Welcome, one and all, to another anime review. Today, I’m looking at an OVA reboot of a popular 90’s series. That’s right, it’s time to rev up those engines and check out Initial D, released in the UK by MVM Entertainment!
Title: Initial D Legend 1: Awakening!
Anime Studio: Sanzigen & Liden Films
Publisher: MVM Entertainment
Genre: Car Racing / Action / Drama
Released: March 26th 2018
Language: Japanese / English
Running Time: 60 mins
Extras: Initial D Legend 2: Racer Preview, Trailers
In Initial D Legend 1: Awakening, when aspiring racer Koichiro Iketani witnesses an unplanned street duel between Keisuke Takahashi, a member of a rival race team, and a mysterious Toyota Sprinter Trueno AE86, Koichiro’s totally blown away by the skill of the 86’s driver. What Koichiro doesn’t know is that the driver is fellow gas station attendant Takumi Fujiwara, who was making a late-night tofu delivery for his father, a legendary Mt. Akina driver himself.
Unforeseen events are about to springboard Takumi into the center of the street-racing world, turning the rivalry between Iketani’s Akina Speedsters and Takahashi’s Akagi Red Suns into an all-out street war! The legendary series that introduced the west to the sport of drift racing is reinvented in an all new feature film that’s even faster and more furious than ever before: NEW THEATRICAL MOVIE INITIAL D LEGEND 1: AWAKENING!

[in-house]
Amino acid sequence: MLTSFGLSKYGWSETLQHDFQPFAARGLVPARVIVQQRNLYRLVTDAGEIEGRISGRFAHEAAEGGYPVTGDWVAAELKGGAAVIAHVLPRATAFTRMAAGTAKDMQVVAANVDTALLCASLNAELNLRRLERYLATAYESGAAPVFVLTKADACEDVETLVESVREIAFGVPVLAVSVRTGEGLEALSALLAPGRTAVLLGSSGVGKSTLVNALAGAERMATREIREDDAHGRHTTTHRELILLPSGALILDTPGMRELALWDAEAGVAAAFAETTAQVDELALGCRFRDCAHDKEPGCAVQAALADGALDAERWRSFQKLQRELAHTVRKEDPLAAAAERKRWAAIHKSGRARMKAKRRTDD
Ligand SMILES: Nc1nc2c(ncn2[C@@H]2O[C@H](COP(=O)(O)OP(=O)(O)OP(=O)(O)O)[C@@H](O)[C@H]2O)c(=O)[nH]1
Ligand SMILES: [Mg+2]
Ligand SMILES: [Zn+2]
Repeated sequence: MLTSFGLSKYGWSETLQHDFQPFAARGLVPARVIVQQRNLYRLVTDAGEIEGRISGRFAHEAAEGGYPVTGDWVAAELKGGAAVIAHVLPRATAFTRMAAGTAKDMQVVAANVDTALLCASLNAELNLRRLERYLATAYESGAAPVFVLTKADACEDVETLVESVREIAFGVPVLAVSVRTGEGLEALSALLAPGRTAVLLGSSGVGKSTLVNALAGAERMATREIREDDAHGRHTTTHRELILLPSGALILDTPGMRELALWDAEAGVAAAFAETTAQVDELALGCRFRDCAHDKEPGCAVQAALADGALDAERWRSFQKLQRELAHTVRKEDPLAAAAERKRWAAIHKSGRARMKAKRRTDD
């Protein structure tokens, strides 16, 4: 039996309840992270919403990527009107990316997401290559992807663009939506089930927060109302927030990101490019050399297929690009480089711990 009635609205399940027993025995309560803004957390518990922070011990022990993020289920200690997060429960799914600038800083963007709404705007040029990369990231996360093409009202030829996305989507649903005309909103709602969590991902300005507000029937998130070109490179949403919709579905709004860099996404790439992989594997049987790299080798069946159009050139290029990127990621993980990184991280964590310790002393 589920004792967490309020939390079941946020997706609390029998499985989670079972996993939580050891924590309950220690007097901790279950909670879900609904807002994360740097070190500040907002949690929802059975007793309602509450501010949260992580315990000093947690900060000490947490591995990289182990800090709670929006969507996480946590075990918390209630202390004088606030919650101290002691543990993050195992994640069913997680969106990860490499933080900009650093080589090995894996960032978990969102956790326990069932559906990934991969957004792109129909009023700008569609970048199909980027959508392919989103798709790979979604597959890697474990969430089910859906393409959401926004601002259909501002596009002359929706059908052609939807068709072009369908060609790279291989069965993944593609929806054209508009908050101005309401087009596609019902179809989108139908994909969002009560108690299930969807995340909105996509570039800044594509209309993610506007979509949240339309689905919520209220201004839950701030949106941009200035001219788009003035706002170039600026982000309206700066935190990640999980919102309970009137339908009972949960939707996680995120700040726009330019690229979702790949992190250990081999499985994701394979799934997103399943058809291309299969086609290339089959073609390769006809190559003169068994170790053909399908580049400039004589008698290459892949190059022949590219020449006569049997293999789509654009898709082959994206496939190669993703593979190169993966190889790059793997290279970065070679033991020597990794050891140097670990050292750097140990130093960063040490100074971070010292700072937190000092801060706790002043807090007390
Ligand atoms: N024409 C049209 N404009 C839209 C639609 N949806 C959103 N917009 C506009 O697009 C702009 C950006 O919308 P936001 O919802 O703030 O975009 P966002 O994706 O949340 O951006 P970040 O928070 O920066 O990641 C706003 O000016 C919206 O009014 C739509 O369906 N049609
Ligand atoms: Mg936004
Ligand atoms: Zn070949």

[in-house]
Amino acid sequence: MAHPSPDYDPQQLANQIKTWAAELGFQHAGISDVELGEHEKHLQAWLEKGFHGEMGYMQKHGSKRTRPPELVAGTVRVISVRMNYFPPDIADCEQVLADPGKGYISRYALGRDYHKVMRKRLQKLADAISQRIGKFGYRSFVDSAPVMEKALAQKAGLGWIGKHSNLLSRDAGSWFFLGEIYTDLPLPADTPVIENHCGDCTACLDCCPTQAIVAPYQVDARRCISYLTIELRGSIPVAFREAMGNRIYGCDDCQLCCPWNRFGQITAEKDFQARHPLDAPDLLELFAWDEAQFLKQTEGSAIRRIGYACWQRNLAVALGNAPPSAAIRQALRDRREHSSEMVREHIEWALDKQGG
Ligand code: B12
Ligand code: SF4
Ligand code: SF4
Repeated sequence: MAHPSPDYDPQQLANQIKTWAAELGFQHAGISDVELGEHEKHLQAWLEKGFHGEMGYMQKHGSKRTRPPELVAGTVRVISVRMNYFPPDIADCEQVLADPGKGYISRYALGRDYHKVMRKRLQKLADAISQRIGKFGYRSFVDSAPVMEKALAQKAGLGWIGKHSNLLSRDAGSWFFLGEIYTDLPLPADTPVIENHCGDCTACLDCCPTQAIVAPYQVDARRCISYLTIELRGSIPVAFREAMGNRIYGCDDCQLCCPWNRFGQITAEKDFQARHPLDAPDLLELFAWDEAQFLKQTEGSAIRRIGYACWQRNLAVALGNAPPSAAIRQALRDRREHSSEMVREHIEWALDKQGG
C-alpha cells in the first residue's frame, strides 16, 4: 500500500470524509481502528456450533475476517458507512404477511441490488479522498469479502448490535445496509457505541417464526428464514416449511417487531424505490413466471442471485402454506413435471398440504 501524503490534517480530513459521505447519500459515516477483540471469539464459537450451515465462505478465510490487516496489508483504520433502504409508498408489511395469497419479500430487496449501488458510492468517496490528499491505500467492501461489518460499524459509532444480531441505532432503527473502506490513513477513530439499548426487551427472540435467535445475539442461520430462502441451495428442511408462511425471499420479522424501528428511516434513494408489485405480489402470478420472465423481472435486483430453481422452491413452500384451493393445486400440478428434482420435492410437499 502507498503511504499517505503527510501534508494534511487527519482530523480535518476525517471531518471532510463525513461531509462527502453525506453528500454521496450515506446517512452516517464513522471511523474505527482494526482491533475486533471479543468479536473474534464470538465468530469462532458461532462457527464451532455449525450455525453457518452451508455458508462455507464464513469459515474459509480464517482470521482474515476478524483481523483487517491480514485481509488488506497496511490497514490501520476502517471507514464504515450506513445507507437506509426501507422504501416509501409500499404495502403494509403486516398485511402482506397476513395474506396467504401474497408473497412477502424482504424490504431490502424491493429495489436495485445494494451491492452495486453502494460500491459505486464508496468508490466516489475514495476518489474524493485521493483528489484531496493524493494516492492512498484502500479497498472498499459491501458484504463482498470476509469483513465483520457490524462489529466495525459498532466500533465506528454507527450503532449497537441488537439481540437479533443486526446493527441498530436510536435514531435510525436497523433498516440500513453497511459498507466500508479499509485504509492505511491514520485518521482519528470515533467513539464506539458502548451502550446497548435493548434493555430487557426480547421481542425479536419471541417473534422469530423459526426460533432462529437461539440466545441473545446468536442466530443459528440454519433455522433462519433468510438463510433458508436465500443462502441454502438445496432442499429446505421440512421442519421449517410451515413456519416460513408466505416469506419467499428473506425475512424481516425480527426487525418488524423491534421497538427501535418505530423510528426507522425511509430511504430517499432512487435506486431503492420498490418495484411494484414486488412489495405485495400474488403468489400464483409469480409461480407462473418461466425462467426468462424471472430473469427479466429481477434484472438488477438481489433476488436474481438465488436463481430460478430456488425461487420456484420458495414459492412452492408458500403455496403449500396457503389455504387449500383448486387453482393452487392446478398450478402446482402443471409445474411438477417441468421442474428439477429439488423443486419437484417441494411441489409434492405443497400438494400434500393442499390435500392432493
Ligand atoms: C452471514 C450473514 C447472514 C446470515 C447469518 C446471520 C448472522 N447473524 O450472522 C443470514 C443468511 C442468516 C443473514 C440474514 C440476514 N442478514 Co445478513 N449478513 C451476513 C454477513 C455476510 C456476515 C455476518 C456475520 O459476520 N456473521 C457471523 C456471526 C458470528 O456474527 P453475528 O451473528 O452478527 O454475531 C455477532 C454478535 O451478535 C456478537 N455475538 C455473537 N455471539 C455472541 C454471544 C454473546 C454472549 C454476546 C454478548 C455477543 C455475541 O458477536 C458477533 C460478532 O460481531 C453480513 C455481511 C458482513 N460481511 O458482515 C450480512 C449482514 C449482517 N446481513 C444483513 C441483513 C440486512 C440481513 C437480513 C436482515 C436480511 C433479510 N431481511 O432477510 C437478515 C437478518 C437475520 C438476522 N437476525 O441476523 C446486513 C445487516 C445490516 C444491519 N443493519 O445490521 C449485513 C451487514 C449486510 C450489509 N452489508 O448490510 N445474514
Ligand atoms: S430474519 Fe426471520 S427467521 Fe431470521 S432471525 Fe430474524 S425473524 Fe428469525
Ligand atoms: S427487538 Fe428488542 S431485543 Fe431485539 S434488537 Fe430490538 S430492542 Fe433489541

Okay, confession time. I never read the original Initial D manga, nor did I see the original anime series. The reason is … I was never that interested in cars. Now, I did watch the 2005 live action film, though in truth, I only bought that because I was a fan of Anthony Wong and Jordan Chan, who had both appeared in the Young and Dangerous triad films. So, I came into this with little to no expectations in terms of whether this would be any good or not.